Recharging Our Batteries Keeps Us Going!

This article by Ray Spitzenberger first appeared in IMAGES for October 29, 2020, East Bernard Express, East Bernard, Texas.

            Neither my parents nor I were ever rich enough to buy a new car every three or four years like some of our friends would do. We always bought “second-hand” cars (as they were called in the 1940’s) or “pre-owned” cars (as they have been called in more recent years). Even after my daddy retired, we kids were on our own, and money was not so tight, he drove his “second-hand” 1950 pickup truck almost until the day he died in 1986. Brand new 1950 Ford pickups sold for about $1,200, but Daddy bought it “second-hand” in 1958. My nephew still drives that pickup, but now it’s called a “Vintage Pickup,” and has much prestige. Restored 1950 Vintage Ford Pickups sell today for between $25,000 and $64,000. Daddy bought it because it was cheap.

            I learned to drive in 1947, at age 13, in my parents’ 1938 Ford Two-door Sedan, a “second-hand” car which we drove for many years, already 9 years old when my mother taught me how to drive. Of all the cars my parents owned over the years, that one stands out in my memory bank the most vividly. As a teenager, I was an awkward klutz, and for a klutz to learn to drive a car with a clutch (as they all had in those days), was traumatic. Twice, I almost had a wreck, because I forgot to press down the clutch, — and this was on a road in Dime Box that was traveled by about three or four cars a day at the most, but that’s not counting the horse and wagon traffic which, believe it or not, was still seen back then.

            By the time they traded in that old ’38 flivver for a newer “second-hand” car, much of the paint had peeled off, one replaced fender was a different color, the running board was rusted up, the battery no longer rechargeable, and one headlight burned out. My mother’s two favorite axioms, “a penny saved is a penny earned,” and “make do or do without,” continued to guide my parents and me even into more affluent times. Later years, my daddy even acquired one of those new-fangled, clutch-less Ford Pintos for Mama, who almost had a heart attack when her foot felt for the clutch and it wasn’t there. She screamed in German, “Es ist einbeinig! Es ist einbeinig!” (It’s one-legged! It’s one-legged!). Mama never learned to like one-legged cars, even though her preference for Ford vehicles never changed; at least Daddy’s Ford pickup had a clutch!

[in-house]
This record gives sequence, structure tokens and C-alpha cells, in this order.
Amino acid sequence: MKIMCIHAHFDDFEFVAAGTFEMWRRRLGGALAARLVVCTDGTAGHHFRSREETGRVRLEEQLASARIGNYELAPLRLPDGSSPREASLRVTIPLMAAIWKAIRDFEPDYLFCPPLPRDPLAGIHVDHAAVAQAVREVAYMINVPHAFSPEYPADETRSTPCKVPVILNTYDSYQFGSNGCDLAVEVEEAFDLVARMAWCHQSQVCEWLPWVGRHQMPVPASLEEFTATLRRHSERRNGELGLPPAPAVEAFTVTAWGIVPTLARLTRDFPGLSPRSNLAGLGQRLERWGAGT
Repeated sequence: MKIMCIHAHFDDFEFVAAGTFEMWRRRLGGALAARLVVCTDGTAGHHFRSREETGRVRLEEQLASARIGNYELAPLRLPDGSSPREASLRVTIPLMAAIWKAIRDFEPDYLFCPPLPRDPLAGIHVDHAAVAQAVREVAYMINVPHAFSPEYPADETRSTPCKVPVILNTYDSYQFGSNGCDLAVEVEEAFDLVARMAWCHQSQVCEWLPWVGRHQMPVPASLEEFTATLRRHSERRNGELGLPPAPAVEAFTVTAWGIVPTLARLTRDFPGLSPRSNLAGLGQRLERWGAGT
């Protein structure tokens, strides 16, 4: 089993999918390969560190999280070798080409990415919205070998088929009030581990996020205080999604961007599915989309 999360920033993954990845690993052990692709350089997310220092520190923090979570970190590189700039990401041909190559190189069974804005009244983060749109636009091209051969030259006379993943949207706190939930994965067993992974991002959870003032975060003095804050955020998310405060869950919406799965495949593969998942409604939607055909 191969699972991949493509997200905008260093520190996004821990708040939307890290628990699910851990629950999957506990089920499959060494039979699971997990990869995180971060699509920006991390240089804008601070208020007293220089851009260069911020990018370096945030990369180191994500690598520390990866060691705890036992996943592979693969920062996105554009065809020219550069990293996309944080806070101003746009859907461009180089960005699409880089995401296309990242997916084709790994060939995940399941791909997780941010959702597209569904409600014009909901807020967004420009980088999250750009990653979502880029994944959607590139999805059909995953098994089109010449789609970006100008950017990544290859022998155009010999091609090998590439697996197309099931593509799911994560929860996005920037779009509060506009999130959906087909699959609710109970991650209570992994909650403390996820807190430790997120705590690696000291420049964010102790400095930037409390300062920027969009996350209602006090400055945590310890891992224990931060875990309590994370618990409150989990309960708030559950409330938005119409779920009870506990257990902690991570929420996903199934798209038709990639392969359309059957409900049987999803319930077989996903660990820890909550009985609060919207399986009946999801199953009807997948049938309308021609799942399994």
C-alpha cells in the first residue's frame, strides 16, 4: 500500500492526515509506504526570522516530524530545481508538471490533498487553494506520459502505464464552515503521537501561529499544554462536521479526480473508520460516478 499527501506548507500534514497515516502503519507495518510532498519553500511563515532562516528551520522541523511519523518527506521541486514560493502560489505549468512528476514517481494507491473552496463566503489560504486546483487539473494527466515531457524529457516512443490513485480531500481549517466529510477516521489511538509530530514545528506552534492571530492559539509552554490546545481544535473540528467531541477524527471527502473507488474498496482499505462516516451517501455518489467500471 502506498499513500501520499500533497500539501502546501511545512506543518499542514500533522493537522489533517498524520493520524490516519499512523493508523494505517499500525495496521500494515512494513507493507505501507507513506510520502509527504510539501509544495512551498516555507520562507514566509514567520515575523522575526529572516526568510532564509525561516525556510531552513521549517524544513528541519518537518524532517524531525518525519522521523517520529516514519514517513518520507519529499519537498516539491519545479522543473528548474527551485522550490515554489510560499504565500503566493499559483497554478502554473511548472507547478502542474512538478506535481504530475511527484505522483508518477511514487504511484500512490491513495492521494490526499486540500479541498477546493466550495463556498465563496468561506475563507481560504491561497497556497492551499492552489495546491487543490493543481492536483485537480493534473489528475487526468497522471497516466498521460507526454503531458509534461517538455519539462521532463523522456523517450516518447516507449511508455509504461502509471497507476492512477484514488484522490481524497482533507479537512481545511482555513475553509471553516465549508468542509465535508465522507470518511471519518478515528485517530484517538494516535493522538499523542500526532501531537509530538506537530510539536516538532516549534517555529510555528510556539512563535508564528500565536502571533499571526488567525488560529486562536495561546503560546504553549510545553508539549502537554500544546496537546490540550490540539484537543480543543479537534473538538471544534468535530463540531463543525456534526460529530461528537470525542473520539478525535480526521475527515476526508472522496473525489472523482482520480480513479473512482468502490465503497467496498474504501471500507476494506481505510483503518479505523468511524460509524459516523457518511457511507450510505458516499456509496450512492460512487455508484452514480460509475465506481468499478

As much as my mother hated clutch-less cars, I, the klutz, hated cars with clutches, so you can bet that when I was financially able to purchase a car, it had an automatic drive. Driving had never been one of my talents (I failed the actual driving part of the driver’s license test three times, the fourth time I passed even though I knocked down the parallel parking posts), but I did get better over the years. Unlike most young men and women, I was not particularly interested in cars, but, strangely enough, I always loved tractors, and still can’t resist photographing them when I see interesting models. As a kid, I had a collection of toy tractors which were always on my Christmas wish list, and which I loved dearly.

            As a teacher, however, and, later, as a pastor, driving to school or visiting parishioners in the nursing home on a tractor, would not have been the smartest thing to do; so my wife and I each had a car. Still living by my parents’ philosophy, I bought good, “pre-owned” automobiles. Perhaps because my wife’s aunt owned a loaded Ford LTD which I hated, not to mention my parents’ love of Fords with clutches, I came to prefer General Motors products. My wife-to-be was driving a Pontiac before we married, and I fell in love with her Pontiac as well as her. Establishing a long-time relationship with the Chevrolet place in East Bernard, I came to like Chevrolets, though my wife came to prefer Toyotas. But way down in my frugal heart, the brand I preferred was really the one that was the cheapest.

            Today, I still drive, as limited as my driving is, a 2005 pre-owned Chevrolet Aveo, which I have come to love almost as much as my two daughters and my two cats. No doubt that is partly due to the fact that the pre-owner of my Aveo was my youngest daughter who bought it brand new in 2005 when she went to work for the Beaumont Enterprise. She sold it to me when she went to work for Random House Publishers in Manhattan, where owning a car was a liability. She, too, loved that car, and it’s kind of one of the kids . . . or cats.

            Like me, the Aveo is old, and often has trouble starting, but after we both recharge our batteries, we get going, and the going is good!


Ray Spitzenberger is a retired WCJC teacher, a retired LCMS pastor, and the author of two books, Open Prairies and It Must Be the Noodles.

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